It will be a while before we are able to freely travel the world again. New Zealand’s government has proposed reopening its vacuum sealed borders as soon as all 5 million residents have been vaccinated. With the vaccination roll out underway, it is possible the welcome mat could be laid out again just in time for New Zealand’s 2021 Spring or Summer season!
With that in mind, this is the perfect time to start planning an out-of-this-world trip to the Land of the Long White Cloud.
For its small size, New Zealand is an action-packed country seemingly built for the adventurer. Would you really expect anything less from the country that invented bungy jumping? (Yes, if you ever wondered who the first crazy person to jump off a bridge with a rubber band tied around his ankles was, it was a Kiwi!)
While you could stay in New Zealand for a year and not get to experience everything the Pacific nation has to offer across its four seasons, these top ten New Zealand adventures will surely help you with your preparations.
Of course, there are the regular activities that most countries offer, that you absolutely should do! New Zealand offers world class skiing, hiking, surfing, (relatively) big cities and small, but the following are uniquely New Zealand.
- Take a thrill seeking jetboat ride on the Shotover Jet
Invented in the 1950’s by a Kiwi farmer, the jetboat is propelled by shooting water out the back. Not needing propellers like a traditional boat, jetboats are able to navigate the shallows and go where other boats could only dream.
Oh, and they are fast. Like, really, really fast.
The Shotover Jet, operating on the Shotover River, in the Shotover Canyon (we see what they did there) is an iconic New Zealand adventure. On the outskirts of Queenstown, the 25 minute thrilling experience has you skimming across the Shotover River at speeds of up to 90km/h while coming terrifying close to the gorge walls and spinning out, doing 360’s in the canyon.
- Swim with the Dusky Dolphins in their natural habitat.
Dusky Dolphins only grow to 2 meters long and are extremely playful and acrobatic. Two and a half hours north of Christchurch is the coastal town of Kaikoura where you can swim with these dusky dolphins in their natural habitat.
No pools or trainers with a whistle, you will swim in the ocean (with full wetsuit and snorkel gear) and the dolphins come to you. Ethical and awe-inspiring, this is a must-do experience. However, if you are not a swimmer, Kaikoura also offers whale watching tours and is the home to a large seal colony, too!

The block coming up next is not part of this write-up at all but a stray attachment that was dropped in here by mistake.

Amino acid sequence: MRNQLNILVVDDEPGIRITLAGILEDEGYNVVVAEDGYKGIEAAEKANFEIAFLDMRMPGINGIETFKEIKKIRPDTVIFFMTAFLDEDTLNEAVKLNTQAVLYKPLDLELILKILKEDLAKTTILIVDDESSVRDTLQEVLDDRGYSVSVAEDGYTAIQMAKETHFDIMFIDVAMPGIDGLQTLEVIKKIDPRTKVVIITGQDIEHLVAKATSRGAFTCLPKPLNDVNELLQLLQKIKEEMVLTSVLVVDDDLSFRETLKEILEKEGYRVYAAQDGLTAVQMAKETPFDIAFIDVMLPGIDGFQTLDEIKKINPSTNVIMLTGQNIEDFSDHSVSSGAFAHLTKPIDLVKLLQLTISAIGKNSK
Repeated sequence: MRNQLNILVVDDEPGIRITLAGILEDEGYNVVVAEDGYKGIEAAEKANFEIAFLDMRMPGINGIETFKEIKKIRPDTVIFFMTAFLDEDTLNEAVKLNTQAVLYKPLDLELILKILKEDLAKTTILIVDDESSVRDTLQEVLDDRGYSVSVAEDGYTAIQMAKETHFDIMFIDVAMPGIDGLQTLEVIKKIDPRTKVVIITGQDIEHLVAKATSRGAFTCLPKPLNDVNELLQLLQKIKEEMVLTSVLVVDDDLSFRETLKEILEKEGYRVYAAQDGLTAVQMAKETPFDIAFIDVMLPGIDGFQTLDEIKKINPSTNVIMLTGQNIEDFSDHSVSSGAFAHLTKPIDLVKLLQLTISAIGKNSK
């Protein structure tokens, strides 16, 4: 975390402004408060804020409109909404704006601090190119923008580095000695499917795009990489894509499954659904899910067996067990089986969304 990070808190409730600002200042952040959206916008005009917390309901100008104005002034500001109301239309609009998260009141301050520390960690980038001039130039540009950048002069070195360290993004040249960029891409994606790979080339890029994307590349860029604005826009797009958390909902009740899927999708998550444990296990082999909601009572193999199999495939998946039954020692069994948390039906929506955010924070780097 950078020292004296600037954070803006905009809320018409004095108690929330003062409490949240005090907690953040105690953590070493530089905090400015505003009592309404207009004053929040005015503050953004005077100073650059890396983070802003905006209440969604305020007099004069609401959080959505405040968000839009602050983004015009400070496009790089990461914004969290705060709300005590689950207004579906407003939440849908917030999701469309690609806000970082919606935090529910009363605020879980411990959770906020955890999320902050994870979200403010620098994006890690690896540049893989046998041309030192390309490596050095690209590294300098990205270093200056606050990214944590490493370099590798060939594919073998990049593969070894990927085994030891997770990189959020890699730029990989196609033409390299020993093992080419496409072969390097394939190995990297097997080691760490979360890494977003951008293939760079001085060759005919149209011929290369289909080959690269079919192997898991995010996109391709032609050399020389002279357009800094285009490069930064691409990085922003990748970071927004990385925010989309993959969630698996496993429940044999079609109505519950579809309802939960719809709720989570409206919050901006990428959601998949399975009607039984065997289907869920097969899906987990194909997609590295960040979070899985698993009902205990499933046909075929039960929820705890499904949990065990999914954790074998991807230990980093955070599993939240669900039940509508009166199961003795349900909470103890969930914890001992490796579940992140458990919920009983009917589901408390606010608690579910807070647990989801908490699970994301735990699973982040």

- Bungy jump with the originals!
AJ Hackett was that crazy Kiwi we mentioned earlier. He survived his jump and promptly stared a now world famous bungy jumping business. Yes, you could jump off any bridge in the world (if you are so inclined), but if you want to follow in the crazy-bananas shoes of the original daredevil, head to the Kawarau Bridge, not quite a half hour from the ski capital of New Zealand, Queenstown.
If bungy jumping is on your bucket list, make sure you book the in advance in peak season. This is an ultra-popular activity…for some unknown reason!
- Wine Tasting in Marlborough.
If high adrenaline isn’t your thing, or you just really need a drink after all your high adrenalin experiences, visit the vineyards of Marlborough. This sun-drenched region in the Northern part of the South Island boasts 37 winery cellars and picturesque vineyards that seemingly drop into Cloudy Bay (sound familiar?).
Grab a glass of world famous sauvignon blanc (or the less hyped but equally delicious pinot noir)from any of these picturesque vineyards or, if you have the time, dine among the vines at the Saint Clair Family estate.
- Experience the Milford Sound
There are several ways to experience the famous Milford Sound in Fjordland. Tours range from diving experiences into the sound to light plane or helicopter flights over the sound, multi-day tramping (hiking) trips along the sound on the Milford track, to kayaking experiences or, most popular, scenic cruising on the sound.